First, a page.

Researchers at the Babraham Institute have revealed a new understanding of the molecular switches that control gene activity in human embryonic stem cells.
In the developing embryo and during the specialisation of stem cells, the activity of genes must be tightly controlled so that the correct genes are switched on and off at the right time and in the right cells. One of the main ways that this process is regulated is by a protein complex called Polycomb Repressive Complex 2 (PRC2), which keeps genes switched off until they are needed. Earlier research showed that PRC2 is necessary for controlling gene activity during the development of the fruit fly and the mouse. Current research study focusses PRC2’s role in human embryonic stem cells.
As described in the journal Cell Reports, the researchers used the CRISPR gene editing technique to delete PRC2 from human embryonic stem cells. Loss of PRC2 caused the cells to switch on many genes that are not normally active in these cells. These changes led to the inability of embryonic stem cells lacking PRC2 to specialize correctly into mature cell types.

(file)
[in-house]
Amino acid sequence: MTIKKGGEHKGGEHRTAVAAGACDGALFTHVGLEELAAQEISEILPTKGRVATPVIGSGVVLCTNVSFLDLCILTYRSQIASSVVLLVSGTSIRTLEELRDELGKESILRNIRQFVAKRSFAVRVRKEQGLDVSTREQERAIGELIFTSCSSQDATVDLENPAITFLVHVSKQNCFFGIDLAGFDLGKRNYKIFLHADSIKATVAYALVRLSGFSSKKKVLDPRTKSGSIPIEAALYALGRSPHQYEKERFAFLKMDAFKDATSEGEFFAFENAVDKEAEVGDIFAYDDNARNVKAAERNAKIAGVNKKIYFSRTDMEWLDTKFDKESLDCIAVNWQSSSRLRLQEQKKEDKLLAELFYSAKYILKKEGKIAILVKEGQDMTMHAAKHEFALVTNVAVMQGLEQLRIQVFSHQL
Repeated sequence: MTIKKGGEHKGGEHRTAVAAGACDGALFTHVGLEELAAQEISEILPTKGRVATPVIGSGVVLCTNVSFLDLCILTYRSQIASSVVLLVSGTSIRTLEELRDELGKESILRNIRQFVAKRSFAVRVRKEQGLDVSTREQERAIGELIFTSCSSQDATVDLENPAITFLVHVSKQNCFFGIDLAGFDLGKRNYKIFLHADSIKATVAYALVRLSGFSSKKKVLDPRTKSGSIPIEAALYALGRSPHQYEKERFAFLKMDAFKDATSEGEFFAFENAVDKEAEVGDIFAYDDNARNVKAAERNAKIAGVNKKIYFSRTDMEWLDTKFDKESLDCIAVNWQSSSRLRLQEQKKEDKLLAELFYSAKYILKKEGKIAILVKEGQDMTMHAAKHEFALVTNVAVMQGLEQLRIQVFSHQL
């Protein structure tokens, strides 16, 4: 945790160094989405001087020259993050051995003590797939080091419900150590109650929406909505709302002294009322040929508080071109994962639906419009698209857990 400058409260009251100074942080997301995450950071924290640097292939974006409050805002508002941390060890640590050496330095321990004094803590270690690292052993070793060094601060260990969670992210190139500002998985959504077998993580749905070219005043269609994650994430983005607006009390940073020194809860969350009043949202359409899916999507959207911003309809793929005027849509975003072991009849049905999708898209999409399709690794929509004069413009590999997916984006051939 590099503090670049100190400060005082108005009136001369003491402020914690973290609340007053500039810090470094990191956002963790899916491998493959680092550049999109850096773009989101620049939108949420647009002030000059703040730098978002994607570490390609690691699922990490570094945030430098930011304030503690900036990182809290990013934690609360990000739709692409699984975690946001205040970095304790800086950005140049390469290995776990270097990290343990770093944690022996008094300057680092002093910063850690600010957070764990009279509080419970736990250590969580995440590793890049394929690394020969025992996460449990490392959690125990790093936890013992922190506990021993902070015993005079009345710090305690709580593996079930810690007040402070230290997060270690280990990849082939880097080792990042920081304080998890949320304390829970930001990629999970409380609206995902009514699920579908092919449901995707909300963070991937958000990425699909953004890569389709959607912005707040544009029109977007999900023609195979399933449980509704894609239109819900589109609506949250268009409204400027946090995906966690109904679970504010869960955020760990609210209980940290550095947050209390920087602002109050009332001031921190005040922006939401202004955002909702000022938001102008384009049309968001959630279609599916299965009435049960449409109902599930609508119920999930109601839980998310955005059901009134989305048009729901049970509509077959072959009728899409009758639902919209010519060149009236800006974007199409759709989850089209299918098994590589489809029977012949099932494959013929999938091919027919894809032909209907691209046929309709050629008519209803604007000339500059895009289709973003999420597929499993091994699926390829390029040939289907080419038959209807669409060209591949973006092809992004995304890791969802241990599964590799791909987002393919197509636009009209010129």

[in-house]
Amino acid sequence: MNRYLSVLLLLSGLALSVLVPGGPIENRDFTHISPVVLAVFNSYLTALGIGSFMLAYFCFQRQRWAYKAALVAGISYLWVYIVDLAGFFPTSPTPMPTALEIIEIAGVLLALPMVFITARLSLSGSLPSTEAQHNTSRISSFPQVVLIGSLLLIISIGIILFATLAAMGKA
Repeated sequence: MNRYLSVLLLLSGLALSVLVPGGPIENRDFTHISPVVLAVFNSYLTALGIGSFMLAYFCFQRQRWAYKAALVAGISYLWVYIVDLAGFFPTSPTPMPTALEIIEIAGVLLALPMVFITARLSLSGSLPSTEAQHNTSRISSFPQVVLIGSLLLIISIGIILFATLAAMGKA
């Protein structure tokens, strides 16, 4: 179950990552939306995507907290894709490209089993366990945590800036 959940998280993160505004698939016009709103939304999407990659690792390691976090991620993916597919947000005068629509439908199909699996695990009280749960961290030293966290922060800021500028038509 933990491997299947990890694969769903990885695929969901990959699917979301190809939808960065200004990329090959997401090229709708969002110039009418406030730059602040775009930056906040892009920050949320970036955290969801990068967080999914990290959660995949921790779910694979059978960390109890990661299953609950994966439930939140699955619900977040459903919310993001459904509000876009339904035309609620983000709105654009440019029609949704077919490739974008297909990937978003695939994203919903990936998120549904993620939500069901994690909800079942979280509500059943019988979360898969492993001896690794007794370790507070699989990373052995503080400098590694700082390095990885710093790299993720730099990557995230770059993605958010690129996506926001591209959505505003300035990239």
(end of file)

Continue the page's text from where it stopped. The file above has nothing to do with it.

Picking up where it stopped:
Dr Peter Rugg-Gunn, senior author on the research paper and research group leader at the Babraham Institute explained: “This work is exciting because it reveals that gene activity is controlled by similar molecular switches in human development as in other species such as the fly and mouse. We have also uncovered human-specific differences in the way that embryonic stem cells respond to genes being misregulated. These findings provide new insights into the development of our own species, and might enable new ways to turn embryonic stem cells into useful cell types, such as heart and pancreas, which can be used for cell-replacement therapies.”
References: Collinson, Adam, Amanda J. Collier, Natasha P. Morgan, Arnold R. Sienerth, Tamir Chandra, Simon Andrews, and Peter J. Rugg-Gunn. “Deletion of the Polycomb-Group Protein EZH2 Leads to Compromised Self-Renewal and Differentiation Defects in Human Embryonic Stem Cells.” Cell Reports 17, no. 10 (2016): 2700-714.
Research funding: The Wellcome Trust, Medical Research Council, Biotechnology and Biological Sciences Research Council.
Adapted from press release by Babraham Institute.